By Wellington Zimbowa
REGULATORY inconsistencies by Government seem to persist bearing an ugly face on the mining sector, dwindling hopes of its full potential as Zimbabwe’s socio-economic recovery sector, a recent mining survey report has revealed.
The State of the Mining Industry Report Prospects for 2021 has revealed that mining executives are unsettled that if the 2020 inconsistencies in regulatory extend to 2021 will negatively affect business planning, thus extending the harsh operating business environment in the country.
However, miners are optimistic of a slight change in the ease of doing business in the coming year.
“They cited misalignment in foreign exchange and fiscal framework, liquidation of unutilized Nostro balances, and multiple taxes to weigh down mining operations in 2021.’
The Chamber of Mines Zimbabwe report notes that 90 (percent) % of mines in the country are set to ramp up production in 2021, while only 10% will remain operational, but stagnant.
“Of the respondents that are expecting to increase production, approximately 40% are expecting to ramp up production by more than 30%. About 10% expect to increase output by between 10% and 30%,” the report stated.
Survey findings show that most respondents are planning to improve capacity utilisation in 2021. The average capacity utilisation for the industry is expected to increase from 61% in 2020 to a 5-year record at 80% in 2021.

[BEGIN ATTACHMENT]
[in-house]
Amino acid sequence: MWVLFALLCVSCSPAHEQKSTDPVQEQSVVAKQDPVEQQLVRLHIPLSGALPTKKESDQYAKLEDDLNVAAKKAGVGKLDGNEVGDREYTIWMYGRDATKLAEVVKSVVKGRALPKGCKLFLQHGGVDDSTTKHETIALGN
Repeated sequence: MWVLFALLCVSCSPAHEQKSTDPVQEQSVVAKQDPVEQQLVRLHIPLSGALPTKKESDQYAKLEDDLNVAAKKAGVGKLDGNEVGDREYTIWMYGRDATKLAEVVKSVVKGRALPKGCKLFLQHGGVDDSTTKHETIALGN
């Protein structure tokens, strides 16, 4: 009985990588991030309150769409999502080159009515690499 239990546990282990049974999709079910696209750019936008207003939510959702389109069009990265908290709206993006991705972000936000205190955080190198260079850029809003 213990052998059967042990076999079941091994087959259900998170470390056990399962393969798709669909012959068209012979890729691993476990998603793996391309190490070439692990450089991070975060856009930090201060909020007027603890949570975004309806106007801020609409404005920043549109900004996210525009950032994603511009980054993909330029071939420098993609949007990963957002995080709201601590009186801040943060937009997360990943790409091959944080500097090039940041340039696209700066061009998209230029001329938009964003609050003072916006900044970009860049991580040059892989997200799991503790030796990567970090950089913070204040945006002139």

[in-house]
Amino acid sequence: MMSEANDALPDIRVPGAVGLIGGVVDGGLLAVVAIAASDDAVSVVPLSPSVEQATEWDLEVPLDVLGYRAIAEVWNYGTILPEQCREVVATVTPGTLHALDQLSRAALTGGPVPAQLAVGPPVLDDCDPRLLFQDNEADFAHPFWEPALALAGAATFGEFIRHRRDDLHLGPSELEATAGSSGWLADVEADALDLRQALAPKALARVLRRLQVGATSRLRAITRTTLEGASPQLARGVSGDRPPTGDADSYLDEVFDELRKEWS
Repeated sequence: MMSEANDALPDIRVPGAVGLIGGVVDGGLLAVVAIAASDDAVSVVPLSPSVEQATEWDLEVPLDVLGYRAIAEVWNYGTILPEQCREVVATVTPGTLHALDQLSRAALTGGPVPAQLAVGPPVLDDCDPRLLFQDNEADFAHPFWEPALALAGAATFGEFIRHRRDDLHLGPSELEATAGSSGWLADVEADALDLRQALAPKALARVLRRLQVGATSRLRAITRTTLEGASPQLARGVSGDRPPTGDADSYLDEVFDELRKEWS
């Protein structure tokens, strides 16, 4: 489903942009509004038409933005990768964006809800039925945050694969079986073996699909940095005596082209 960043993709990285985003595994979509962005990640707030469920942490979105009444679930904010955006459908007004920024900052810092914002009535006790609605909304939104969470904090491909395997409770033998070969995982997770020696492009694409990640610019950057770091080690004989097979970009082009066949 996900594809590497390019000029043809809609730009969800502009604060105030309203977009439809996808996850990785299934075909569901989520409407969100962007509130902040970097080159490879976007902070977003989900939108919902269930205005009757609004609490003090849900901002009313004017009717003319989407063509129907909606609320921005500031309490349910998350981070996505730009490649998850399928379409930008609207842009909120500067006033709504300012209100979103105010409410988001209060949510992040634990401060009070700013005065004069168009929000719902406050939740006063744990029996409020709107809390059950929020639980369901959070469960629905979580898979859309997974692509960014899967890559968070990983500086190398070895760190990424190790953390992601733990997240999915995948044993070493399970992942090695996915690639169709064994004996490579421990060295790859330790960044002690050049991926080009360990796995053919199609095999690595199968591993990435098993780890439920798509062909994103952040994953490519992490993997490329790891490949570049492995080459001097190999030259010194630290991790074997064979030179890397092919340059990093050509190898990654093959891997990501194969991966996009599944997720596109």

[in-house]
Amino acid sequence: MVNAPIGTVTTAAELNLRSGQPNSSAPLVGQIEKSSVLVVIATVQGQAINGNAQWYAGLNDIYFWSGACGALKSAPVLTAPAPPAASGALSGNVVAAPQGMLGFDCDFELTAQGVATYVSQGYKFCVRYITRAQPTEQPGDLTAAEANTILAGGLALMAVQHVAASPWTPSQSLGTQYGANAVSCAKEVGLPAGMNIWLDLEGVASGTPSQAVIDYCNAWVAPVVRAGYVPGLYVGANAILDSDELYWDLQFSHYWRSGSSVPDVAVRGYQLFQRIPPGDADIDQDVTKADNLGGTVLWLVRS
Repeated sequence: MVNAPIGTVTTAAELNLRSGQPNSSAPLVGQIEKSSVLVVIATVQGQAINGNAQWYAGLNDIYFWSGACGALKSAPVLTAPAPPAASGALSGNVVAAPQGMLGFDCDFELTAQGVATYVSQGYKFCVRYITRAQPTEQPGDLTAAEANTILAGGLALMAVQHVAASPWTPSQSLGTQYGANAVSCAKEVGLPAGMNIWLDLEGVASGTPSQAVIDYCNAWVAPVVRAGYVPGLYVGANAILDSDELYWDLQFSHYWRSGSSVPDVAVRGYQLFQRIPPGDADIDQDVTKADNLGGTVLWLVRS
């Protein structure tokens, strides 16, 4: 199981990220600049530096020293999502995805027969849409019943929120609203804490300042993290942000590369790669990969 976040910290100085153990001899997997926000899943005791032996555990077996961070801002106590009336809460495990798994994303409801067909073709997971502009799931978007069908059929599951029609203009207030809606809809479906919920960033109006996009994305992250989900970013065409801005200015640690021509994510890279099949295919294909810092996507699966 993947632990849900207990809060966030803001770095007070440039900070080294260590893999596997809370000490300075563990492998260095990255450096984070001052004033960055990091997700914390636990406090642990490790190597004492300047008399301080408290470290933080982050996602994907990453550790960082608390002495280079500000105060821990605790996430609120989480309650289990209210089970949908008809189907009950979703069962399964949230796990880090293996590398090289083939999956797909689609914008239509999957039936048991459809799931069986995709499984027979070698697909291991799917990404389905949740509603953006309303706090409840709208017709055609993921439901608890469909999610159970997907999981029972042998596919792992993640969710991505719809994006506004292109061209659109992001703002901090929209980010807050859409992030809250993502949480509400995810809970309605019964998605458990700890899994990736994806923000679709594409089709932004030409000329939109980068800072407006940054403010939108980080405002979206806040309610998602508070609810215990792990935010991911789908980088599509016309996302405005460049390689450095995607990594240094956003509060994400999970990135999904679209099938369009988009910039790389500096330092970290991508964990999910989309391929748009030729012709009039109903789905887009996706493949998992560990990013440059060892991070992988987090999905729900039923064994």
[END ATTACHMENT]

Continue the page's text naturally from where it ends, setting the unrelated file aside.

As was the case for 2020, survey findings show that “Most mining executives are pessimistic about the prospects for raising adequate capital in 2021, indicating that uncompetitive investment environment, high cost of doing business and perceived country risk are major hindrances to raising capital.”
Most mining executives are optimistic about the profitability of their businesses in 2021, with 70% of respondents indicating that they are projecting their businesses to be more profitable compared to 2020, while 20% are expecting the same level of profit as in 2020.
“Only 10%, mostly in the base metals industry are projecting losses citing the possibility of COVID- 19 related challenges including depressed markets and logistical disruptions to persist in 2021,” it said.
The findings show that most respondents, about 80%, are expecting the COVID- 19 pandemic to be contained in 2021.
“About 50% of respondents indicated that it would take them less than 3 months to recover to 2019 operating levels, while 10% would take them 3 – 6 months; another 10% would require 6 – 12 months to recover,” reads part of the report.
The survey results also revealed that mining houses are most likely to retain the number of employees at the same level as 2020.
“Confirming the above, about 70% of the respondents indicated that they would maintain the same number of employees in 2021 as was the case for 2020, while 20% are planning to recruit more labour in 2021. Only 10% of respondents are planning to shed off some employees.”
However the PGMs sector is registering commended progress as new platinum projects such as Great Dyke Investment, Karo Resources and Todal are at varying developmental and resource quantification stages, with platinum output set to surpass 24 tons by 2025.
In Hwange, there are some coal and coke battery initiatives being implemented, however, at varying stages.
By Wellington Zimbowa